“You need a very strong culture backed by a very strong work ethic. I think that's what we’ve got at Southwest.” Yet Kelly defies anyone to show him a company that celebrates more than Southwest Airlines does. He adds, “We’ve got a lot to celebrate.”
Preserving the culture … moving ahead
While stating that culture is “sometimes hard to define,” Kelly clearly understands the importance of keeping the Southwest culture alive. In fact, he calls it “a matter of survival.” Says Kelly, “You have to be good at what you do. If you’re in business, it has to be profitable. But to sustain those things through all life’s trials and tribulations, you need a very strong culture backed by a very strong work ethic. I think that’s what we’ve got at Southwest.” Yet Kelly defies anyone to show him a company that celebrates more than Southwest Airlines does. He adds, “We’ve got a lot to celebrate.”
While preserving the Southwest culture is critical to Kelly, so is moving the company forward. Up through the 1990s, Kelly notes that Southwest didn’t really have any low-cost, low-fare competitors. But with the arrival of JetBlue and similar airlines over the past decade, that’s all changed. “So we changed too,” he states. Southwest added leather seats, completely revamped its boarding process (while retaining its open seating) and began offering higher-level services to business travelers. It’s adding new, bigger jets to its fleet, and the airline started flying into airports long on its “thou shalt not” list, such as LaGuardia, Boston Logan and Atlanta’s Hartsfield-Jackson. In addition, Southwest will soon begin flying its first international routes.
Meanwhile, back at the ranch (literally)
To unwind, Kelly likes playing golf or spending time at his ranch on the Guadeloupe River in south Texas. “There’s a never-ending list of chores to do there and lots of fun toys to do them with,” he grins.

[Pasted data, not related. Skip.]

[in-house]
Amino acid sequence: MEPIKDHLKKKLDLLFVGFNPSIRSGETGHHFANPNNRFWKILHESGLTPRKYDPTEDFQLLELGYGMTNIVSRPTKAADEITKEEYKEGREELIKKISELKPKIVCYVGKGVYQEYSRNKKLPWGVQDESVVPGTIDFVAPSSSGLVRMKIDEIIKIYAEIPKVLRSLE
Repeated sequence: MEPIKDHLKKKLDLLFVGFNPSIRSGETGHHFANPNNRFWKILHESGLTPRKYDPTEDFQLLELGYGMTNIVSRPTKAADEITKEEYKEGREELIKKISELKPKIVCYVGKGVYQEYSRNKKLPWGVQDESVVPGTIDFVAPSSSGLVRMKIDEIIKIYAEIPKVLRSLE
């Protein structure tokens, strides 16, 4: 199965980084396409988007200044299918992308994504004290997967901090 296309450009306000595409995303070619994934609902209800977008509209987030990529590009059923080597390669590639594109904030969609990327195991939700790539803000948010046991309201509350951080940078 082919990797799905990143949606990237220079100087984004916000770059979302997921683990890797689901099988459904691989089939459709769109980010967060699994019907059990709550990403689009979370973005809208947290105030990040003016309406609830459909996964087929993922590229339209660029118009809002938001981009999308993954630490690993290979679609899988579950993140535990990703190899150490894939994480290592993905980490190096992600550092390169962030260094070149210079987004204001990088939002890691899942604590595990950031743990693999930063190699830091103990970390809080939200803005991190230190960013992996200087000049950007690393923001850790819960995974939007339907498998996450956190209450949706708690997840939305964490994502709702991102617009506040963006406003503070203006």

Kelly and his wife of 36 years, Carol, have two married daughters and two young granddaughters who live in the Dallas metroplex.
Looking back over his highly successful career, Kelly feels fortunate to be a part of one of the world’s best companies for 26 years. In addition, Kelly is particularly proud of three things: that he’s a Texan, a Texas Longhorn and an Ernst & Young alum.
Changing times call for strong leadership
by Gary Kelly
If I had a chance to sit down with the next president of the United States, I’d urge him (or her) to do everything possible to help the US remain a world leader. To do that we need to be competitive with the products we build and services we offer. You can’t just invent jobs. You do that by having the most desirable products and services. And we won’t have the most desirable products and services unless we have the best and the brightest people. That requires offering a globally competitive education and breaking down the barriers to achieving such an education.
Looking at it from just our industry, our biggest raw material cost is jet fuel. We would benefit from a more coherent energy policy and less dependence on foreign oil. We’d also benefit from investments in infrastructure to support this notion of improving our competitiveness. For us, that means simply modernizing the air traffic control system. It’s hard to find an opponent, yet after 30 years, we are still using 1940s and 1950s air traffic control system technology that, if nothing else, is fuel-inefficient.
All the political change occurring around the world this year will definitely have a bearing on the future. The US is going to have to play a strong leadership role, and that’s what we’re hoping for.
<< Previous | Next >>